In the film Alex comes across as a very calm, almost ultra-laid back in his approach to most things, he is singularly self-absorbed, not in an arrogant way but a calm, self-confident and single minded way. Focused on his climbing and preparation, feeling only for the things that seem important to him, and maybe not about extraneous things like food or even relationships. Is this all a thought through approach that he has perfected over the years to ensure peak performance, or is it physiological or even psychological part of his make up?
Climbing steep, exposed routes, without ropes, the risks are extremely high, one small mistake has massive consequence, even imagining it makes my palms sweat. I have had enough personal experiences, and a few near misses while climbing to really feel every small foot placement and finger hold, every move and realistic consequence as I watch him climb, to realise that somewhere in Alex’s make up he needs a much higher level of stimulus to make him worried, his approach to risk is much more refined and he has a clear link between his physiology and the risks he is prepared to take.
During the movie Alex undergoes an MRI scan, which finds that he needs much more stimulus than the average thrill seeker. So to get dopamine flowing through his brain he needs a level of stimulus that exceeds that of most people, he needs to be in risky situations, and in some ways he needs to be able to control his brain in these situations.
During his MRI the medics looked at his Amygdala, 2 small almond shaped lobes in the brain, their main role is to help control a person’s emotions and behaviour, and are also well known for their role in the brains ability to process fear.
The Amygdala is the reptilian part of the brain, a small gland that takes information from fearful stimulus and sends signals to other areas of the brain to trigger the infamous flight, fight or freeze responses. This leads to physiological changes, increases heart rate and respiration, almost unconsciously for the recipient, and therefore effects their behaviour and anxiety levels.
Honnolds Amygdala showed, Nothing!
Comparing a “normal” amygdala’s reaction to stimulus, the doctor showed that Alex’s barely registered. Confirming that he requires a much higher level of stimulus to really get his amygdala firing. This also means that he could possibly have better control over his reactions to highly risky situations.
This genetic individualism allows Alex to hone his ability to manage his emotions in situations that most of us would find to overwhelming. He can regulate his thoughts and emotions due to his neurological talent, and ensure that he can undertake seemingly overwhelming situations to increase his performance.
Most of us do not know how and why our individual bodies perform in particular ways, especially at a genetic level, this granular knowledge is out of our reach. But if we think about it we do recognise what we are good at and what training our bodies respond to, can we use this to try and increase our own performance in the mental arena?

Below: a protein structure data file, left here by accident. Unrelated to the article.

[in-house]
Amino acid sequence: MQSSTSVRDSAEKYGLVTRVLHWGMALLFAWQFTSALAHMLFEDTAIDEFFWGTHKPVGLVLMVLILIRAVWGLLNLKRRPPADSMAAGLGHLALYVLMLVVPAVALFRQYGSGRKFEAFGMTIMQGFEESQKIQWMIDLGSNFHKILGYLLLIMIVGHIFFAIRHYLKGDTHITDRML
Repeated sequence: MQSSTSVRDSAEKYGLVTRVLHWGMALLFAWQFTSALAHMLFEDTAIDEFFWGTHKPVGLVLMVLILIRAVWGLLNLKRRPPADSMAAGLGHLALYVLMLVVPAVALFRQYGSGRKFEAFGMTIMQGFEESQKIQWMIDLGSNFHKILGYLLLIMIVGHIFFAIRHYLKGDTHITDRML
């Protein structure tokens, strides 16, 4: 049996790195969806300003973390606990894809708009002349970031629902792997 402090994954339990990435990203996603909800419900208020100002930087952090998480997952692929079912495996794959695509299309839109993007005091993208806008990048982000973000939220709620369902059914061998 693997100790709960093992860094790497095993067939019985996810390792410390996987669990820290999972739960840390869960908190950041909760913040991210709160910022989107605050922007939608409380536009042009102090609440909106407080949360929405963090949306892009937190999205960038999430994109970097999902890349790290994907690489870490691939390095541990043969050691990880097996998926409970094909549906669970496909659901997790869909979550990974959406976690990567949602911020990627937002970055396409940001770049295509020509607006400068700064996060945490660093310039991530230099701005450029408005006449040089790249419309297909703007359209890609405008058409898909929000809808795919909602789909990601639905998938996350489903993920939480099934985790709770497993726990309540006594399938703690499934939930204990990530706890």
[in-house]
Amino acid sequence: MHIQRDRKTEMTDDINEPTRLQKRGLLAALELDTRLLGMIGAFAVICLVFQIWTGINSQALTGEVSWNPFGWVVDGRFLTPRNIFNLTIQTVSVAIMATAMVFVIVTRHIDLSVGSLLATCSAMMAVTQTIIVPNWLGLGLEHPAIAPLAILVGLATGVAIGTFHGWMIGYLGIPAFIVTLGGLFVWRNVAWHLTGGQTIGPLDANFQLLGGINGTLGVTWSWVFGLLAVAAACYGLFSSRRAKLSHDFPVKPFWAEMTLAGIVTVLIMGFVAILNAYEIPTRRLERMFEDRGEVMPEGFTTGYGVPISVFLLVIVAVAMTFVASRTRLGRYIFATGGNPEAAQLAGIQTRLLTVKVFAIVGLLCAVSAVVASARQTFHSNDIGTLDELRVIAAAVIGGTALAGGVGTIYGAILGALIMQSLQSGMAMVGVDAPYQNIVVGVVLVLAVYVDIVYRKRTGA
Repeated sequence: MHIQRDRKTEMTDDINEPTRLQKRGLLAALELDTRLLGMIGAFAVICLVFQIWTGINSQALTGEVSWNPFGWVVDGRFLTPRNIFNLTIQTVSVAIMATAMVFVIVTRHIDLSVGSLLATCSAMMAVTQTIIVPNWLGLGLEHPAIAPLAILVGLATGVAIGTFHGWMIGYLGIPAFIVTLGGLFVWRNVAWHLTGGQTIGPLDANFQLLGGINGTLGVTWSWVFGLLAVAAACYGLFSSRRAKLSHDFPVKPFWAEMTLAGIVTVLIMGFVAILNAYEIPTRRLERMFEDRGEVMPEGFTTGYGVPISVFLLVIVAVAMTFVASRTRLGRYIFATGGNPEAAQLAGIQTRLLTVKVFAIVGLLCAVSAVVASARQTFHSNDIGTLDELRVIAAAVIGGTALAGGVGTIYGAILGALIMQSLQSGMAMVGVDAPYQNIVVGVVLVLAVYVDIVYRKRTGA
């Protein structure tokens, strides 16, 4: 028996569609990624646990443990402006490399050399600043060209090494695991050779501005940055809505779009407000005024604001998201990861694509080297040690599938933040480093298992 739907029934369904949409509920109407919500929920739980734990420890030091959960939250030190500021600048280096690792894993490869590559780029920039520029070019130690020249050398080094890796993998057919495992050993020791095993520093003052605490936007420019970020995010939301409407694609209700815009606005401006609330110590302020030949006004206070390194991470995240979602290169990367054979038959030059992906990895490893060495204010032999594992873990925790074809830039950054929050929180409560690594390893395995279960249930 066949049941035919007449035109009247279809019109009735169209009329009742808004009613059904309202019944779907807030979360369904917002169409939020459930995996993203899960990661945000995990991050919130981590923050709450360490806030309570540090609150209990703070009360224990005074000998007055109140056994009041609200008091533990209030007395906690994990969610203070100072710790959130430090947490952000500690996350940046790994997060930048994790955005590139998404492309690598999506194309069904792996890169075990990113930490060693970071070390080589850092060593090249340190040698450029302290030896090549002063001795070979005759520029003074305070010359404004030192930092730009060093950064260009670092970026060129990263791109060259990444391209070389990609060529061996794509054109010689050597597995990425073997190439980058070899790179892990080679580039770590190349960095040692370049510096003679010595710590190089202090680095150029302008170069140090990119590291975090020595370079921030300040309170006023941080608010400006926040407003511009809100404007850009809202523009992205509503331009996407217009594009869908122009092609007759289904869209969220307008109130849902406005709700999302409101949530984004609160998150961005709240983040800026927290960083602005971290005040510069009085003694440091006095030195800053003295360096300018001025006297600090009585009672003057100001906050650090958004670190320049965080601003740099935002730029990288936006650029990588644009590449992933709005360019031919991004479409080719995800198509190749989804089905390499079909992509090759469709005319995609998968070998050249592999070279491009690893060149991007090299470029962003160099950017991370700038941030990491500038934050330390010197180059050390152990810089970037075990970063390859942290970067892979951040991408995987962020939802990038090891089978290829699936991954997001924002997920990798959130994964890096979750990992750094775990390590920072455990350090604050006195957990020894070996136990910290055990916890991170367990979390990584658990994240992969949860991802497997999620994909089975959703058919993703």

We don’t have information about the state of our amygdalae but we do know when we are scared by things, or what elicits our anxiety, this pre planning gives us insight into how our own brains function. Every athlete or performer experiences doubt, fear, under confidence and performance anxiety, but the first step to controlling this is to recognise both prior to, and during performance, drawing on our own biofeedback to inform us as to what our own amygdala is doing.
Creating this mental connection is a crucial part of any athlete or high performers arsenal, it allows them to train with focus, set goals to overcome or control the emotions, create stories or scenarios that they can tell themselves when these fearful situations occur and be able to imaginatively walk through situations and create the self-talk to hone the brain and the body to react the way they want, controlling and optimising their performance.
These skills and this level of focus on the mental preparation and links is just as crucial as the development of the performers physical attributes, and allows those of us who were not born with specific genetic markers and physical and neurological attributes to perform almost naturally in the sport or domain we chose to go into, and therefore working on our mental performance is just as important as our physical performance!
Alex Honnold now has greater insight into his physiological make up, he has achieved amazing feats of performance, so it is with great anticipation that we look to his development and where he goes as a high performer and as climber. But even the “average”, “normal” performer can achieve great things when they tap into their neurological reactions and train their brain and their behaviour when dealing with anxiety and stress, without the need to scale sheer cliffs without ropes!